A good house has a solid foundation. A solid rescuer has a foundation that they can rely on. That means reliable and secure footwear. The time is now to confront your peers and tell them it is inappropriate to run rivers without dependable protection on their feet. Neoprene socks and slippers are ok for park n play paddling but when heading downstream we must be rescue ready. Consider shoes with great edging, sticky rubber, and low profile ankle protection. I own two pair. My summer pair when I just go bare foot inside and then an oversized cold weather pair that I wear with my drysuit, heavy socks, and goretex booties. Open-toed sandals are good for camp but add unnecessary risk when running whitewater. Smashed toes, ankle sprains, leg fractures, foot entrapment, and trauma from tripping can all happen much more easily when wearing open toed sandals. THEY ARE NOT ALLOWED IN OUR RIVER RESCUE TRAININGS. You need to have closed-toed shoes for river rescue training. Both Five Ten and Astral make excellent river specific shoes that offer tremendous support and increase confidence on slick rocks significantly. A less expensive option is to just use a good pair of secure sneakers. Keen makes a nice hybrid shoe/sandal with toe protection. Some of their versions are designed specifically for river running. If they have bunji laces then they often will get ripped off on the first whitewater swim. Consider replacing the bunji laces with no-stretch laces.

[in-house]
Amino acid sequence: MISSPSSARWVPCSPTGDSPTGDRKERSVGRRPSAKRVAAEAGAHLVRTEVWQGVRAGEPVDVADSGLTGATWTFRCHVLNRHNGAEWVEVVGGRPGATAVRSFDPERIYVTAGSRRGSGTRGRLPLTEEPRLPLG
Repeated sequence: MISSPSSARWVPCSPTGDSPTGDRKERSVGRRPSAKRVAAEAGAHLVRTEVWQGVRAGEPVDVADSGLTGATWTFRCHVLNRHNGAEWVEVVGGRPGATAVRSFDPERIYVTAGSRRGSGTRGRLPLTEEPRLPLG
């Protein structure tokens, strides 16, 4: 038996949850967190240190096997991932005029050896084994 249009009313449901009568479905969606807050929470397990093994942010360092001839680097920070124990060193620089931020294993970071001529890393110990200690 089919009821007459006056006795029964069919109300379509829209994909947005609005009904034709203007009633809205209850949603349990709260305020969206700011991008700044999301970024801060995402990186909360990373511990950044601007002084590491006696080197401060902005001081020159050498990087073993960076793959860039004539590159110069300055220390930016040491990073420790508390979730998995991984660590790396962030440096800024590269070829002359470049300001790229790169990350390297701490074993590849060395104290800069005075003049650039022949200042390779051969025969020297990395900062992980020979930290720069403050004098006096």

Skull Cap & Gloves
It’s very common to have people on these courses that have all great new gear but no good skull cap or gloves and as a result, they are quite uncomfortable. Even on warm-weather courses gloves can be extremely beneficial for minimizing rope burns during throw bag and tethered rescue swims. Consider even fingerless gloves as a great consideration and part of your personal protection.





River Knives